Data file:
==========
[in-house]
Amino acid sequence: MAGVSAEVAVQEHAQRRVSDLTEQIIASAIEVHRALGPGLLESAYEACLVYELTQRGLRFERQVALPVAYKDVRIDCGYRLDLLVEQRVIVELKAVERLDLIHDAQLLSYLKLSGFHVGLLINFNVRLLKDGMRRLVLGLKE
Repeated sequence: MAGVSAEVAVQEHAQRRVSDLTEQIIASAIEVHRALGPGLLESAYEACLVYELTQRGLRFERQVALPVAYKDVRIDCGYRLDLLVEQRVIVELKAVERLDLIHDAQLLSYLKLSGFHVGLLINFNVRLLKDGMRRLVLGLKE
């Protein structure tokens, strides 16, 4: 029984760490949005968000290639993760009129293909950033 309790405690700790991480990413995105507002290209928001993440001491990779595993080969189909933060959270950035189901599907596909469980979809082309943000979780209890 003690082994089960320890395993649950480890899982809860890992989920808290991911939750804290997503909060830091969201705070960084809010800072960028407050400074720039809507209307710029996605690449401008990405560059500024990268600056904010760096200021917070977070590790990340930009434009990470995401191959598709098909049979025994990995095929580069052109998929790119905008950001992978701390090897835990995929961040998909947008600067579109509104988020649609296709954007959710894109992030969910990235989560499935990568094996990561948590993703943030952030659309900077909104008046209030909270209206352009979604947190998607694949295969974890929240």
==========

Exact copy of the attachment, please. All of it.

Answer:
[in-house]
Amino acid sequence: MAGVSAEVAVQEHAQRRVSDLTEQIIASAIEVHRALGPGLLESAYEACLVYELTQRGLRFERQVALPVAYKDVRIDCGYRLDLLVEQRVIVELKAVERLDLIHDAQLLSYLKLSGFHVGLLINFNVRLLKDGMRRLVLGLKE
Repeated sequence: MAGVSAEVAVQEHAQRRVSDLTEQIIASAIEVHRALGPGLLESAYEACLVYELTQRGLRFERQVALPVAYKDVRIDCGYRLDLLVEQRVIVELKAVERLDLIHDAQLLSYLKLSGFHVGLLINFNVRLLKDGMRRLVLGLKE
């Protein structure tokens, strides 16, 4: 029984760490949005968000290639993760009129293909950033 309790405690700790991480990413995105507002290209928001993440001491990779595993080969189909933060959270950035189901599907596909469980979809082309943000979780209890 003690082994089960320890395993649950480890899982809860890992989920808290991911939750804290997503909060830091969201705070960084809010800072960028407050400074720039809507209307710029996605690449401008990405560059500024990268600056904010760096200021917070977070590790990340930009434009990470995401191959598709098909049979025994990995095929580069052109998929790119905008950001992978701390090897835990995929961040998909947008600067579109509104988020649609296709954007959710894109992030969910990235989560499935990568094996990561948590993703943030952030659309900077909104008046209030909270209206352009979604947190998607694949295969974890929240």